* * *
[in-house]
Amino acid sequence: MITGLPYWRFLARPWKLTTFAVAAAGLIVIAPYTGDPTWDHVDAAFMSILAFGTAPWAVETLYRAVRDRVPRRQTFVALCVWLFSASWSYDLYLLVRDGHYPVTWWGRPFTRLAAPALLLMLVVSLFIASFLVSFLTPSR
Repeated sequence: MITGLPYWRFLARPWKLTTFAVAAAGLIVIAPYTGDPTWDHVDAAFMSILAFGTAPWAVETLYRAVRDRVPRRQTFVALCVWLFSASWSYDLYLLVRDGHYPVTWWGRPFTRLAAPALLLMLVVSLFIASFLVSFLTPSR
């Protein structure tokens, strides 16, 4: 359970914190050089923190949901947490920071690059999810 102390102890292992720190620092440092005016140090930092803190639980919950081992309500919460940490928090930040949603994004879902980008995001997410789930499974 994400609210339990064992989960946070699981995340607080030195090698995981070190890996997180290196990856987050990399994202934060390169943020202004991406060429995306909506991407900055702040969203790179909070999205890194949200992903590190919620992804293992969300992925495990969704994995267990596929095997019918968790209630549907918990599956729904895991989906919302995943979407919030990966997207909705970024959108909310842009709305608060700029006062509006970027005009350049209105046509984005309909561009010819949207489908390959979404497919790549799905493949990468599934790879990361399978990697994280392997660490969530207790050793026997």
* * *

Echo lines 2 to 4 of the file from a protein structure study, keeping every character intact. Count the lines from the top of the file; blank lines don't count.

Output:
Amino acid sequence: MITGLPYWRFLARPWKLTTFAVAAAGLIVIAPYTGDPTWDHVDAAFMSILAFGTAPWAVETLYRAVRDRVPRRQTFVALCVWLFSASWSYDLYLLVRDGHYPVTWWGRPFTRLAAPALLLMLVVSLFIASFLVSFLTPSR
Repeated sequence: MITGLPYWRFLARPWKLTTFAVAAAGLIVIAPYTGDPTWDHVDAAFMSILAFGTAPWAVETLYRAVRDRVPRRQTFVALCVWLFSASWSYDLYLLVRDGHYPVTWWGRPFTRLAAPALLLMLVVSLFIASFLVSFLTPSR
């Protein structure tokens, strides 16, 4: 359970914190050089923190949901947490920071690059999810 102390102890292992720190620092440092005016140090930092803190639980919950081992309500919460940490928090930040949603994004879902980008995001997410789930499974 994400609210339990064992989960946070699981995340607080030195090698995981070190890996997180290196990856987050990399994202934060390169943020202004991406060429995306909506991407900055702040969203790179909070999205890194949200992903590190919620992804293992969300992925495990969704994995267990596929095997019918968790209630549907918990599956729904895991989906919302995943979407919030990966997207909705970024959108909310842009709305608060700029006062509006970027005009350049209105046509984005309909561009010819949207489908390959979404497919790549799905493949990468599934790879990361399978990697994280392997660490969530207790050793026997």